After Hours at the Glad Light DinerAnother midnight ragging the counter down, another 10 o'clock like midnight, as predictable as ceiling waves or the wallpaper's alluring turquoise. He reads the news from out-of-state out loud. Galaxies splinter to fine light. And wind, rising by sleights, rattles the eaves and casings, obliging two so far, the moon showing a face through gold-hemmed drapes, and this face meaner than a man's would wish to be. Local time's plenty of universe tonight. And coffee will have its way with his descent, the snowy two-lane, south shoulder sloping to creek's flow, ice building around smooth stone, the up-sloping far side barred with straight-up or leaning spindles. Again he'll crane to gulp stars down. And again the galaxies will overturn then clear, seen through breath that might confirm a living, easing his mind another night of lead guitars and ale, back and back, en route rollercoastering, seeing her face as he expects, seeing the drawn lines of hair drawn finely back for him. Ripples close. And the stone he tossed leaps back up to his fingers. Out there, beyond the lake and river channel, the shoulders cramp, causing a man to brake uphill, to squint and find road stretched to the next rise, the shivers of ragweed fringing the upslope off the water, stars as breathtaking as the stairs she'd made to seem so by ascent. The summers were theirs almost. As wide as their next breaths, as the words a couple had been counting on as futures. Not out of chaos but concentration does he call her to the Diner, this foreign bride who speaks in accents, bearing the secret dark bread she's hidden in print skirts. They eat. They speak in gestures. They resume their chores half-dressed and vanishing, ragging the counter down, the midnight flowering on driftwood, the moonlight flowering on the ice-cutter's large-toothed saws and tongs, an obsolescence a man outlives, his heart horse-racing yet, remembering the snow, leaf and sand burials, seeing the practiced lives, suffering correction, there at the bottoms of dark cups a man will take again for dreams.Toward EveningIt might take years, I think, as it has taken years, to get the hang of argument, to shake these hints of hills that seem to breathe at certain angles, transformed, as they had thought themselves transformed, these beau old men that fill our evening's air with singing. To speak a life would not be poetry as such. But what poem here would do, what small book interest them, on the screen-closed or open porches where we sit, indulge these partnerships, peopling village textures? Italians, Czechs, stocky Germans set a-dance, cobblers and shopmeisters, shopping these scenes Time's flawed, remembering themselves the stalks, the yellow beans and fallow only steps away from backdoors, the shapes of eaves and cornices, of prayers they left with Easter treats and Easter wishes. They would not join the sunrise choir as she would, repent the words let spin, to get the rough worn off, excite this dance of lamps to ask a pardon of the fathers, to ask of this one more, who brings her flowers to the sun porch, than that she speak a word to them, and show her face to breeze that clears the air out under porch roofs, as the memories rebuild, and the solitary child, crying at her curb, healed or helped across by someone older, sets the mood for triumphing, for the gold-dust bees examining our hedges, seeming to doze as the moon flutters among then quits the mixed horizon trees. The dealers in antiquities stand smiling at the signs. The silhouette stamped sheep, cropping front-yard grass, sense the suburbs closing in on them. And this other love tonight, taking care to be invisible and witness, she watches at her draped pane, voicing aloud addictions neighbor men prefer to sainthoods, seeing the stars out overhead, and stars to come, appearing as they're ready, seeing their faces turned by what could only be the music, remembering lusts, she thinks, in cities deeper than star-dark, and shimmering banked clouds, wearing the looks, she thinks, men such as these try on, the looks of animals, when they pretend to sleep.Ecce Homo1951-1994
For Ray Hopkins, my wife's brother, who lived and worked in Cambridge, Massachusetts, owned a cottage on Cape Cod, and cared for his ailing mother in Arlington, even while he, without having told us, was HIV positive and experiencing signs of physical decline. The poem deals with a period from December '93 through his death in May '94 and imagines a pot-luck gathering of friends that my wife had hoped to host for him, set in March, and at a location that willfully blends the family home in Arlington that he had had remodeled to facilitate his mother's care and his own home on the Cape. The week after his death, my daughter and I joined my wife who had been there during his last weeks and shared in the funeral service on Monday, 5/30, the funeral Tuesday, the burial in Rhode Island on Wednesday, a Memorial Service on Friday evening on the Cape. On Sunday, 6/5, we participated in the AIDS benefit march in Boston with 35,000 others who shared with us their own griefs and their hopes as well that the victims with us live on.There would be boulevards to choose, and March snow reacquainting strangers, a "shapely house" gradually showing ruin, beheld as memory, turned in the hand with attic scraps, with the dreams let go in shy accomplishment. The light accelerates. And kids, amused by lathed materials, beat rhythms home, inviting a poetry as rose paper peels away from boards, as the old glues fail and fields dissipate. December, shriveling toward spring. Boulevards to choose. And light, where light once shared the likes of bodies. And Death, and Beauty in a pinch. And Death puts on its looter's grin. And Beauty does what Beauty will in March, taking the stars, the daylit tales to heart, the rooms to heart still warm with winter travelers... * Was that a '56 Bel Air? Were these the feasts of consequence? And these, because we have the need for them, our genies, our angels after all? Had we, like prodigals come home, coursing the mint-hued light, figured remodeling against the seasonal conscripting drift, finding the old men dead, the brothers bloodgrim, more wooden and force-fit? The angels occupy green light, arriving now, and, being natural, stand with us in the green light among the ranks of medicines, family yet, ( each to each roughed in and each to innocence, ) here, because the malice went for naught, because a few lines, yielding form, will have to do for shades, for the intimacies more snugly matched to human motions, directing the eye from breads, the ear from sounds of home deliveries, the mind from vespers and from matins beverages. And from this music parodied, this poetry surviving kitchen tools and colors of appliance, stirred here in awkwardness, in invitation to odd costume, so much resembling, so many cast as memories survivors rub for luck, texturing light in the worked yards, entering the reconfigured kitchen, the light, at daylight's end, brightening the cupboards and white walls, the floor's sea-textured hues, entering with these the west-facing, repositioned entry and on these others gathering, showing their forms to us, along this brace of added glass. * The beef's blade-trimmed and underdone or done to suit the company, suit Rhone and cabernet, and the water's chilled, the juice and fruits and the chablis, the mood late-breakfasting, the human body twisted, with no other way to tell, so many dead, so many accomplished sandwiches, so many considered streets, inclining to cool water, having to do without their springtime elegance. * An earlier dark imbues these eastern edges of the time zone. The calendar's marked, checked. The bedroom's ours another night. The bed we share, moored to southern stars, within this dormered niche looks over water darkening, and on this light we'd swear begins in Provincetown. We float blue figurings, buoying griefs, breezier guitars, two in capable slow-building love, expecting the dawn light builds a way on the Atlantic, and finding the dawn light builds, showing itself on chimneys where the shore-birds roost, filling the sea-grey rock-grey gaze, finding the sea-programmed debris, adrift where sea-winds concentrate. And now this winter-keep, this winter-deep, more terrible repertoire, redrawn again and swept with consequence, leaving these maps to trace, these handsome flirts and bill-laden twilights, to chart and covenant, stories that journey and come back, assuming a place on shelves and on the mindfully mended rims, among the clowning toys, restored to function and bright shades, the tops found spent beneath the maps of ceiling stresses, like charts to treasures he followed home to dreams, like birthday tumblers, brought down again from attics where survivors keep them still. A people, used to listening, as old as European brides, as the grandpas bringing their brides to local porches, will let its neighbors sleep in loudly wondering, as he has left us wondering, moistening his lips to speak, to draw his comely audience, declaring his own, their own, deliberations at the gate. * He searches us each we think, as if to be believed, delivering sage and motherlode. As if to be believed required these shaped materials, and saying how Time's stopped, speaking these names that had been friends, or now the names of gods that would not hold still for their pictures. He moistens his lips to speak to us. And currents, merciless, that once had seemed benign, leave his bare arms chilled, his shoulders chilled, somebody's opened yard broom-clean and innocent. He moistens his lips to speak, to tell us last night's dreams, letting the spirits search the seams of our dimensions, the subject dreams and vanishings, lifted and beheld, served here among the trays and evening's company, among the sandwiches, desserts, the yardviews crossed by every breathing thing. * I see him lifted and beheld. And see the book of lyrics, face down, by the fire-screen, explaining everything. I let that book tell all, twilight activate the lamps. And snow, spilling into groves, filling the deep chambers as the scales play, the snow itself says once upon a time, until the absence ramifies, until the wind lays out such light and visits latches. He moistens his lips to speak, saying the words as one of many acts of faith, such as might be heard among the angels visiting, above the snarl and buzz of capoed instruments. Not these blades dropping, signaling further spring. Not this necklace and smoking corpse, this news like zone-reports, a generation, as it seems, like real and racing ambergris, pursuing these crusts, these sizzlings, this street's seductive balance and retreat. Couples like ourselves, pronouncing parts in outlines given to them, couples circulate, like poems become the subjects of a study, the names of young men vanishing, condensed to boxed suites and sorry medleys, fit deeply to that center their mean indenture builds. * How little you let us see, commuting that way between Cambridge and the Cape, composing your life as left, its vivid and crazed materials, the plunder, say, we had mistaken for exhaustion, numbed as we were by light and after-travel dreaming, by this off-ocean grey, meaning this ruin, reach through, these restitutions say, for our mis-reading of the compass. Maybe you just pick up or use your urgency. Maybe you just move off, let the slipperiness affirm, and let the men towel blood, lift their own stone tears, let the men discuss the looks of corn in other seasons, as if there had been no time like their own, no conditions but their own, crying aloud for irony or for detachment say, leaving these neighbor kids below, these March streets that seem to sigh and replicate, a view absorbed, as much as roughnecking or seepage seemed to be, as the face of a grandmother, bed-fast, becoming something like, letting her hands go lightly, tracing the pension moons, and tracing the pension custodies. * Maybe you just move off. Maybe you stop to watch, as alive as these, and these hard-bodied young, a few years older than our daughter, at their outdoor exercise, a mirage almost, perfecting the bloodprint, who might have caught your eye, attracting the eyes of boys already scared about themselves, thinking to control or risk their hearts, six miles of it today, because we ask these benefits, brought out and ushered through such streets, among the jugglers and these performing Asian exercise, the choral singers brightening shade, the boy guitarists playing at mid-block and the corners, bringing the day ahead, futures ahead more safely shored in their professions. Because the benefits exist. Because you're nine days dead. Because you haunt the spectral crossings of the city, your name inscribed with these, rainbows of names on tilting or on sun-warmed upright boards. Tonight, these ghosts, distracting ghosts to be, will make of rooms this marveling, these shades and sheer, like tube-squeezings and sprays of light, will enter the olive-shaded float, the huge red eye taking the weather in, leaving to each the street's green shame, and leaving to us our own child's voice, become the voice of the next century, reading as she must our lives, the risks and measures of delight, telling whatever that was that made your laughter peel for her, had made your laughter paramount, riding the racing thrones, the machinery and local options for equipment, the designs and parts that put the villagers to business, inventing the love to say some thing, the innocence men in love had drawn upon.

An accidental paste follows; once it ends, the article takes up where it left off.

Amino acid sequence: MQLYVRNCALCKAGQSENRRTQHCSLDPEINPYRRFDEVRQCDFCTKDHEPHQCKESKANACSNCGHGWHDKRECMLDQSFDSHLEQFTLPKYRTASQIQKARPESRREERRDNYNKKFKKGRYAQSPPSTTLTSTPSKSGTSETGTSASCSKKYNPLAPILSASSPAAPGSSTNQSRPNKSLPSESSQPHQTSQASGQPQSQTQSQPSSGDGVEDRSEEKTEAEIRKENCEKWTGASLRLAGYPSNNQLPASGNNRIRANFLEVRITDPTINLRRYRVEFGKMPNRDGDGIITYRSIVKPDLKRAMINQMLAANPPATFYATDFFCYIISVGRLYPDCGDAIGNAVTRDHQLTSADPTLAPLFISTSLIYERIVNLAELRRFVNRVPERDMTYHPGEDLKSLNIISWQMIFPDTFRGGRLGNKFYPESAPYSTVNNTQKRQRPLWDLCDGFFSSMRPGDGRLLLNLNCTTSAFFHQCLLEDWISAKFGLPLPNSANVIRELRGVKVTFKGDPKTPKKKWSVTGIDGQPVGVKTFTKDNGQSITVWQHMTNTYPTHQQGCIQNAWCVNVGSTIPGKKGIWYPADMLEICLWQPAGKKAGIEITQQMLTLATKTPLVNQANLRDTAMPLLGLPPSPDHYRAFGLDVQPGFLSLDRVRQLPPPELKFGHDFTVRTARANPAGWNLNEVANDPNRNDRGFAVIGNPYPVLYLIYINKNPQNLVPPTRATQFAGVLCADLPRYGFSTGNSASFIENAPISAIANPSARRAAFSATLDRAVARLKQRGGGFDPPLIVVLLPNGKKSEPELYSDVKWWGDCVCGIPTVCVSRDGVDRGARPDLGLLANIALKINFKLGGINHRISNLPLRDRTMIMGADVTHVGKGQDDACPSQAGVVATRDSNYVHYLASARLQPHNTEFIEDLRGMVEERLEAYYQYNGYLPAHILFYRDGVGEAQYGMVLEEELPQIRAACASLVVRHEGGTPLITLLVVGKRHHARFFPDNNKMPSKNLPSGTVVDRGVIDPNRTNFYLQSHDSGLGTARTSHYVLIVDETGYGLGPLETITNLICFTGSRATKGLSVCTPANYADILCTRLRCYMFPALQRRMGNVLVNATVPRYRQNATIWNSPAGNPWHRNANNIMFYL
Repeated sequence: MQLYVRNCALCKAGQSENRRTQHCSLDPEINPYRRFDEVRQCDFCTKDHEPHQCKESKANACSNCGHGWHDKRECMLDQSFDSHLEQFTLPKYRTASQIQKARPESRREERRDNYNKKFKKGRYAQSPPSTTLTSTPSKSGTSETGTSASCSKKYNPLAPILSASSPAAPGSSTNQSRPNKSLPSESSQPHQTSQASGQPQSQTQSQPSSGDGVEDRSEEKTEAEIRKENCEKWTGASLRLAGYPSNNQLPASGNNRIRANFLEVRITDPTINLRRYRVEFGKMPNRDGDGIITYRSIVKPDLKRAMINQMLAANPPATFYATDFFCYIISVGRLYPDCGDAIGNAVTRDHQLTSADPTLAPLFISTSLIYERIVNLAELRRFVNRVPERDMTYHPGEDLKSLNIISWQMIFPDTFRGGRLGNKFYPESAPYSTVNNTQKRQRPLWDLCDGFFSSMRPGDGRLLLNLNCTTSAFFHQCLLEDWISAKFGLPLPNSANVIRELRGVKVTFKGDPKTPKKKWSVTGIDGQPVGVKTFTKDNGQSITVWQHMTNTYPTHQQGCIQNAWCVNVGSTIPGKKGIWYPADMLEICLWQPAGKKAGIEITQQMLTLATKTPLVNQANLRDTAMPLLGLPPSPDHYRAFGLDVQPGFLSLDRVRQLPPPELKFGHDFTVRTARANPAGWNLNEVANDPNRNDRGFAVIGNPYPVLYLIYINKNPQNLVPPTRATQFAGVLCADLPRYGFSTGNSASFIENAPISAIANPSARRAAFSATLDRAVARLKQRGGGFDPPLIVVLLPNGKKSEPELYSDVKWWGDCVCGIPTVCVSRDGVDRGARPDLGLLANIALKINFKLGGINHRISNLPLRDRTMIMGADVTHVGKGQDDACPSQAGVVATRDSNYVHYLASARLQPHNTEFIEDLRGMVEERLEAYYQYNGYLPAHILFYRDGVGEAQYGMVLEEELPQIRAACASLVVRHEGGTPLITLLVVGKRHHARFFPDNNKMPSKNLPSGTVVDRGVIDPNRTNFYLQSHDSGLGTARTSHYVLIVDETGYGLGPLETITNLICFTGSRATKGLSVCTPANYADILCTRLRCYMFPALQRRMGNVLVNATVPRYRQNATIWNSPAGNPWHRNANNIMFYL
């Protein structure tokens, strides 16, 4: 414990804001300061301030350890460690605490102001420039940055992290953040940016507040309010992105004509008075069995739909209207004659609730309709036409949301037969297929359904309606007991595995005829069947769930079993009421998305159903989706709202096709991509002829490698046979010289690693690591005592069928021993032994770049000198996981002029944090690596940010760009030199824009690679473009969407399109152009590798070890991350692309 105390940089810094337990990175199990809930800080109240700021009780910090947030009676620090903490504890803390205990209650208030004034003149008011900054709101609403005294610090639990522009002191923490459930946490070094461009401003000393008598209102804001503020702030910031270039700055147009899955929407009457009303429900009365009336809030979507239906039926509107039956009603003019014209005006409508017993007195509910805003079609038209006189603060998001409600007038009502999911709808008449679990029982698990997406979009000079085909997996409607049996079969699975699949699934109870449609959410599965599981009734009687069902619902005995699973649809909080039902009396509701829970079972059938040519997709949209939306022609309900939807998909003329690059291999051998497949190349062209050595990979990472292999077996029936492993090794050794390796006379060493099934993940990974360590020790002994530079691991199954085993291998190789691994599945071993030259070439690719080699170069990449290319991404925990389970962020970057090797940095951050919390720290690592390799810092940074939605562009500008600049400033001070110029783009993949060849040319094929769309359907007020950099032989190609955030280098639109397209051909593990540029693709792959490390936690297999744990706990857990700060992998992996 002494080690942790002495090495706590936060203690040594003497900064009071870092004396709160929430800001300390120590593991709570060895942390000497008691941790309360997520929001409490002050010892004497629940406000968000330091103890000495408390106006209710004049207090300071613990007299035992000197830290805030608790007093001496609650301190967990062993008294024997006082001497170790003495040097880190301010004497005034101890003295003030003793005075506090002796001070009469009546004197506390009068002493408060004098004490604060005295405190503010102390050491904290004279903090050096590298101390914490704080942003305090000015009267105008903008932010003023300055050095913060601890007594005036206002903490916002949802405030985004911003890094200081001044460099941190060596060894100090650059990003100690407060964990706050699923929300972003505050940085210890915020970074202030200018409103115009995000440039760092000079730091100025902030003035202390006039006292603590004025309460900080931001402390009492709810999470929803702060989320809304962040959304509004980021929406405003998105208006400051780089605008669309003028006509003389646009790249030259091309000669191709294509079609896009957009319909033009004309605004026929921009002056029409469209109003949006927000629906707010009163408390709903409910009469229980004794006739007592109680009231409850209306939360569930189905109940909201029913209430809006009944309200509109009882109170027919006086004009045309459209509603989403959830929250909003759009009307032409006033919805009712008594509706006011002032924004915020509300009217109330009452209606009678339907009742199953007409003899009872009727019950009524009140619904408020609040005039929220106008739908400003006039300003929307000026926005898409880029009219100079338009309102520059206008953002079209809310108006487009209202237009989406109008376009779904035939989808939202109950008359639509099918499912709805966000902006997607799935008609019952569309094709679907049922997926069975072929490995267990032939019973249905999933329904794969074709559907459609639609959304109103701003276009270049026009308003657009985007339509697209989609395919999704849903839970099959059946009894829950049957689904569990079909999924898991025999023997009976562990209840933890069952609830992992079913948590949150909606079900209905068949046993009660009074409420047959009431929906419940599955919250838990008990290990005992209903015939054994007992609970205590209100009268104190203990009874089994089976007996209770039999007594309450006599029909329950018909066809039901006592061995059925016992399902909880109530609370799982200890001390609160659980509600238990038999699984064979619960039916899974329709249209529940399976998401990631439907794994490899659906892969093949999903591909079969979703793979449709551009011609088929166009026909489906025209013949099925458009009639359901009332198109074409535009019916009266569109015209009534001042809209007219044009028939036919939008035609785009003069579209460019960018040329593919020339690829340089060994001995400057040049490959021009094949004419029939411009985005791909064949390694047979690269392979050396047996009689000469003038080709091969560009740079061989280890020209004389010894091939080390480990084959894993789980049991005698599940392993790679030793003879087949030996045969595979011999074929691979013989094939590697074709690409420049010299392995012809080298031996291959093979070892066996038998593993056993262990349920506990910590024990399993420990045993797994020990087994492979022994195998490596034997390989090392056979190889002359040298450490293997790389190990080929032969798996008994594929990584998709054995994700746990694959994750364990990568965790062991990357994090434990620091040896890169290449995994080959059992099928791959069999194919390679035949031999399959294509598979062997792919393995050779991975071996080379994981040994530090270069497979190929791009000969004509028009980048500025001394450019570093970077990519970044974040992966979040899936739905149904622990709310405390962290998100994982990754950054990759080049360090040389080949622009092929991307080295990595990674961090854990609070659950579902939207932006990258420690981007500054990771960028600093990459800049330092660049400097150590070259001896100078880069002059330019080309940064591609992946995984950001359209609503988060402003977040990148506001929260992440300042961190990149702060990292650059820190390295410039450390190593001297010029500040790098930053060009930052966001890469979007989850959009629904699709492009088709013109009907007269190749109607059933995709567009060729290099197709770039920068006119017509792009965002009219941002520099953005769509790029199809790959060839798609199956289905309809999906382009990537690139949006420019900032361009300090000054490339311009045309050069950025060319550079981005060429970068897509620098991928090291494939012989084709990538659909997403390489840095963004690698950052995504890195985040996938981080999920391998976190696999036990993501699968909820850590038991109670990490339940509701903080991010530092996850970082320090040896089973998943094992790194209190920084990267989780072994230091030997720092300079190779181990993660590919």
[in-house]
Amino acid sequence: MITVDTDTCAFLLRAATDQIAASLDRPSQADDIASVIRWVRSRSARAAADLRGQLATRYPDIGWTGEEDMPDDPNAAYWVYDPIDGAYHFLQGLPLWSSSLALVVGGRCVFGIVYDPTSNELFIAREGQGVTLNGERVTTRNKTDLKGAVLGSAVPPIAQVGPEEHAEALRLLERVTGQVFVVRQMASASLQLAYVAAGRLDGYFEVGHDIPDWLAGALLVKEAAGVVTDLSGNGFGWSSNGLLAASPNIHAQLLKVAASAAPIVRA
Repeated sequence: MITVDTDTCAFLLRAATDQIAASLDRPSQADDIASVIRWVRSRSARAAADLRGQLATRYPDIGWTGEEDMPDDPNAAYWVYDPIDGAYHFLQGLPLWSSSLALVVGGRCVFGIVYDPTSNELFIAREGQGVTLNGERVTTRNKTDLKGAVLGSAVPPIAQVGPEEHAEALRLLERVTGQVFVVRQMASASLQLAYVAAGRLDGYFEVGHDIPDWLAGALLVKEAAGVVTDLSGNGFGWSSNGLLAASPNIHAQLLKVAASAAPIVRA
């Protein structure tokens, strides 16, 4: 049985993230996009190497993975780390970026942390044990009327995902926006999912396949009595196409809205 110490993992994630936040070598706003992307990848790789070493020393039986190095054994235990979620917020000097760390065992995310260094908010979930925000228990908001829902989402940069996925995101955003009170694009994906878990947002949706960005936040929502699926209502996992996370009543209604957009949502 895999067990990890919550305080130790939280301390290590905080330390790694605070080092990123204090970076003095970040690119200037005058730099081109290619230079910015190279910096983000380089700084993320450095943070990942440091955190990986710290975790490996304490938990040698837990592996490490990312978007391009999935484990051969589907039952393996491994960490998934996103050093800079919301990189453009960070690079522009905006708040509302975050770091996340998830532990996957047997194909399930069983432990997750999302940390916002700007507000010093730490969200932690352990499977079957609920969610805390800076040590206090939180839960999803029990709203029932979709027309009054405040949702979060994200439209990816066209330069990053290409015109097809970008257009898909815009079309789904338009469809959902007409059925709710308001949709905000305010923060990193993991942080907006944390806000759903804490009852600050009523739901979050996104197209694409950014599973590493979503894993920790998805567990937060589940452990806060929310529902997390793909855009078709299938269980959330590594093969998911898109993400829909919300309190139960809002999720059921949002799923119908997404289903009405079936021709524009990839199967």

I - Kneaded
II - The Dust of Worry
III - Windy Vowels, Consonant Doors
IV - To Carry Emptiness
Featured Artist - Leslie Marcus
Current Issue - Fall 2006